Distribution. Spring rose beetle is a native species found in the northeastern United States from New
York to North Carolina, west to Colorado and Minnesota. In Canada it is known from southern Ontario.
Host Plants. The adults feed on the blossoms of many plants. Wild and cultivated rose are favored food plants, which is the basis for its common name. Blossoms, and sometimes fruits, of other economically important plants such as blackberry, cotton, clover, coreopsis, hairy vetch, hollyhock, honeysuckle, iris, lilies, perennial pea, timothy, and peony also are consumed. Vegetable crops attacked by adults include bean, cantaloupe, corn, cowpea, and cucumber. Among weeds fed upon by adults are dewberry, Rubus spp.; elderberry, Sambucus canadensis; hoary verbena, Verbena stricta; horsemint, Mondarda punctata; plantain, Plantago spp.; prickly pear cactus, Opuntia humifusa; water lily, Nymphaea sp.; water willow, Justicia americana; wild parsnip, Pastinaca sativa, and others. Larval feeding habits are not well-known, but spring rose beetle larvae are reported to damage roots of corn, cotton, peanut, potato, soybean, strawberry, sweet potato, and various grasses and grain crops.
Natural Enemies. Little is known about the natural enemies of this insect. An entomopathogenic nematode, Steinernema glaseri (Nematoda: Steinerne-matidae), is known to affect the larvae of this and other scarab beetles (Poinar, 1978).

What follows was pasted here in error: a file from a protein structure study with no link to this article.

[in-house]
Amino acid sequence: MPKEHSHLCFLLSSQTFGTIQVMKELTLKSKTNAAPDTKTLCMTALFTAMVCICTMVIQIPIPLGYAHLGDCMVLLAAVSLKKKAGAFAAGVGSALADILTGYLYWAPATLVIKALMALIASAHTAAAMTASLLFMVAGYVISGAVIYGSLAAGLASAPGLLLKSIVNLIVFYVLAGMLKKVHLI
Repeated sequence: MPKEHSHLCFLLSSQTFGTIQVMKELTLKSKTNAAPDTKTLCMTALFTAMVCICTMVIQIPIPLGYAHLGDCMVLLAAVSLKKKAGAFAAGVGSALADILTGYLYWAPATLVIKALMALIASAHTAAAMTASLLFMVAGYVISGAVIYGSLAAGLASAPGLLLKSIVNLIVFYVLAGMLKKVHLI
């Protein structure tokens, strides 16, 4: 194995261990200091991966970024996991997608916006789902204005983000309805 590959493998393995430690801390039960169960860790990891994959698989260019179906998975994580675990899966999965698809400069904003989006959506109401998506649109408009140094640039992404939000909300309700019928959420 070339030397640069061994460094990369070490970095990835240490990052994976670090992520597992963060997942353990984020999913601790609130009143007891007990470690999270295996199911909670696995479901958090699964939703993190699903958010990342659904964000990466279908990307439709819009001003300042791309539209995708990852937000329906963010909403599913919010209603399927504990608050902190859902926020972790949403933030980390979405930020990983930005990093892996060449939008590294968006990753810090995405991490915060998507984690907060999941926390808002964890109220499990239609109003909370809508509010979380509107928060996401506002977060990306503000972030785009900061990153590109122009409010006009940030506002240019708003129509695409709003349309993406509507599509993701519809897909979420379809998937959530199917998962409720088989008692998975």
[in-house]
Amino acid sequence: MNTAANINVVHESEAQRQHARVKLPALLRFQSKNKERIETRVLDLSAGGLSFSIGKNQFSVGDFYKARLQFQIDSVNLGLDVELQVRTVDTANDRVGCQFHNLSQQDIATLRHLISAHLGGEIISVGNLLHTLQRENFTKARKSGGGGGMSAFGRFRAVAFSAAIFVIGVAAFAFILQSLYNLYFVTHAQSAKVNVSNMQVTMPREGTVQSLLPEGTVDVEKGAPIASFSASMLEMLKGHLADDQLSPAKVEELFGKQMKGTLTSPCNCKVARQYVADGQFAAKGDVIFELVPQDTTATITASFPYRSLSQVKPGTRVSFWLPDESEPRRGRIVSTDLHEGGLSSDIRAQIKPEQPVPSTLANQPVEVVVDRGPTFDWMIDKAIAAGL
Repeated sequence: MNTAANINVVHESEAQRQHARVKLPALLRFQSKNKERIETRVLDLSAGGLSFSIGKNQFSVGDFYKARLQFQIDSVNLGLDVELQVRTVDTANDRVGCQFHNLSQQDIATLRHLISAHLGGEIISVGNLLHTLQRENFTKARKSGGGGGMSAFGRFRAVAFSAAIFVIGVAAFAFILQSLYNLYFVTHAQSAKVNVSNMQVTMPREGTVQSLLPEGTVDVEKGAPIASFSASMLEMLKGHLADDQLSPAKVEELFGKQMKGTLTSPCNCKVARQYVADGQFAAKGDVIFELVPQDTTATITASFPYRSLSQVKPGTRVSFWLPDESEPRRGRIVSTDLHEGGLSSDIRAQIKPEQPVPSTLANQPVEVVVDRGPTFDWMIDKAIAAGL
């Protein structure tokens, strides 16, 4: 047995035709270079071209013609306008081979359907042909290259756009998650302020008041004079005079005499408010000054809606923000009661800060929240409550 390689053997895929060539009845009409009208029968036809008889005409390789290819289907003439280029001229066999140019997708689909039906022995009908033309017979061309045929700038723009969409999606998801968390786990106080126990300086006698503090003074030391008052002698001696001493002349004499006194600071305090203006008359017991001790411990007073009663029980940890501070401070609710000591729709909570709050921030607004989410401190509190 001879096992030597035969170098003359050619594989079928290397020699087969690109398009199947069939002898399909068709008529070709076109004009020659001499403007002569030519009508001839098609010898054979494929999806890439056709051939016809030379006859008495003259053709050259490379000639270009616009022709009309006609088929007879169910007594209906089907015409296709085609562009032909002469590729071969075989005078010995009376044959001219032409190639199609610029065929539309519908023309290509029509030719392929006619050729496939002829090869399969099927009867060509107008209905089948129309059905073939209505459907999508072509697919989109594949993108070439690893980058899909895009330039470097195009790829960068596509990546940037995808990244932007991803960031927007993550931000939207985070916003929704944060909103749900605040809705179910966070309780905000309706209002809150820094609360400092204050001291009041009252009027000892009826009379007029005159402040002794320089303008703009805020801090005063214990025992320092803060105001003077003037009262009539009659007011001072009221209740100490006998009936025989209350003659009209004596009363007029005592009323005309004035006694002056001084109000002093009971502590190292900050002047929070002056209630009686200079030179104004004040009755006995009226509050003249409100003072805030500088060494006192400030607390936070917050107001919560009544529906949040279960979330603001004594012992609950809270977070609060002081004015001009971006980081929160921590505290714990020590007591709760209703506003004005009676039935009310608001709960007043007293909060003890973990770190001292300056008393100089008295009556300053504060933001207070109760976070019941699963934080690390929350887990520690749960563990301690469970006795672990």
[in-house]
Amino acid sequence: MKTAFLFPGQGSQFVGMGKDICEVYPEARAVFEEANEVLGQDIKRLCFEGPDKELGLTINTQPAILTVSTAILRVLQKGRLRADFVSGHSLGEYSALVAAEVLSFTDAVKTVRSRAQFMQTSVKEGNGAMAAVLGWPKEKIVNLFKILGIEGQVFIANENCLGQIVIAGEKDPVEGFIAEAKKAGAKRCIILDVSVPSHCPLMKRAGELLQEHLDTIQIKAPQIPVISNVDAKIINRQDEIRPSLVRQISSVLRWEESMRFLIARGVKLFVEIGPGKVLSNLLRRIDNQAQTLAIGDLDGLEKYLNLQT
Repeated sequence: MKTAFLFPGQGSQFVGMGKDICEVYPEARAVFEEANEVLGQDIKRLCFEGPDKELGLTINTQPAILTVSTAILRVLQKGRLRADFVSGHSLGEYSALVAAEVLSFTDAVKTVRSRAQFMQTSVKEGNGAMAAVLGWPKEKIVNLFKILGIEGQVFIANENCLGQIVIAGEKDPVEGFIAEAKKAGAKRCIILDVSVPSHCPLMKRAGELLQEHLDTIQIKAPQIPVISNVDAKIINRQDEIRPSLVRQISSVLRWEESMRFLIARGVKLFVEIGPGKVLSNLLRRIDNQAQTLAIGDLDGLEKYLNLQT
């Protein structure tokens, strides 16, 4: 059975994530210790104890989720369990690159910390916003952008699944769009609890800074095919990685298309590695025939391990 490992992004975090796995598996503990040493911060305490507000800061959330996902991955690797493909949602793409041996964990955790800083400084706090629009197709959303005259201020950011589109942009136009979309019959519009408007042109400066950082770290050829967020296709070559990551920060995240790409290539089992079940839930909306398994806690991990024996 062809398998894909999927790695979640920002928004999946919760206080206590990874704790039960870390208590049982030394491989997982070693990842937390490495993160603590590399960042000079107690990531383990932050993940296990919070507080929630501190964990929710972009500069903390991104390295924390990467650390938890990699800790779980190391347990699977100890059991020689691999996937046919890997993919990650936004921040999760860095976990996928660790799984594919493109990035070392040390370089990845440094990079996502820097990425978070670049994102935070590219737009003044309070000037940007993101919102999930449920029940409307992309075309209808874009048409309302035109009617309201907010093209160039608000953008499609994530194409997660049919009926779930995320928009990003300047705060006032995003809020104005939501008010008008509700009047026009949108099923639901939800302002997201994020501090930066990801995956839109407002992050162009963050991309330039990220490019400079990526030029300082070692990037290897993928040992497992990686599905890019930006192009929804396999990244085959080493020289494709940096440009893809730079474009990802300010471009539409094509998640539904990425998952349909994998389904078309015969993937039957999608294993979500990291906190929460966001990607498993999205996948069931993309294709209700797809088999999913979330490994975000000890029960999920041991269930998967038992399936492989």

Life Cycle and Description. There is a single generation per year, with overwintering occurring in the last larval instar. In Virginia, adults are abundant starting in May or June, while eggs are abundant in June. In Minnesota and Ontario, adults were reported to be common in June and July, while eggs were found in July and early August.
The biology of spring rose beetle was given by Hayes (1921), Hoffmann (1936), and Grayson (1946). The larvae were described by Ritcher (1966).
This insect is known principally as a pest of roses, as the adults feed greedily on the blossoms. However, the larvae feed on the below-ground parts of several plants, and they not infrequently are associated with sweet potato and peanuts.
Historically, larvae are usually more abundant in low and heavy soil than in well-drained, sandy soil. Soils high in organic matter also are more prone to injury. Application of liquid or granular insecticide to the soil at planting-time or early in the growth of the crop has generally prevented injury. However, in Colorado injury has occurred in sandy soils, and it
has proven difficult to attain protection with planting-time treatments, because the insecticide dissipates before eggs hatch (Peairs, pers. comm.).
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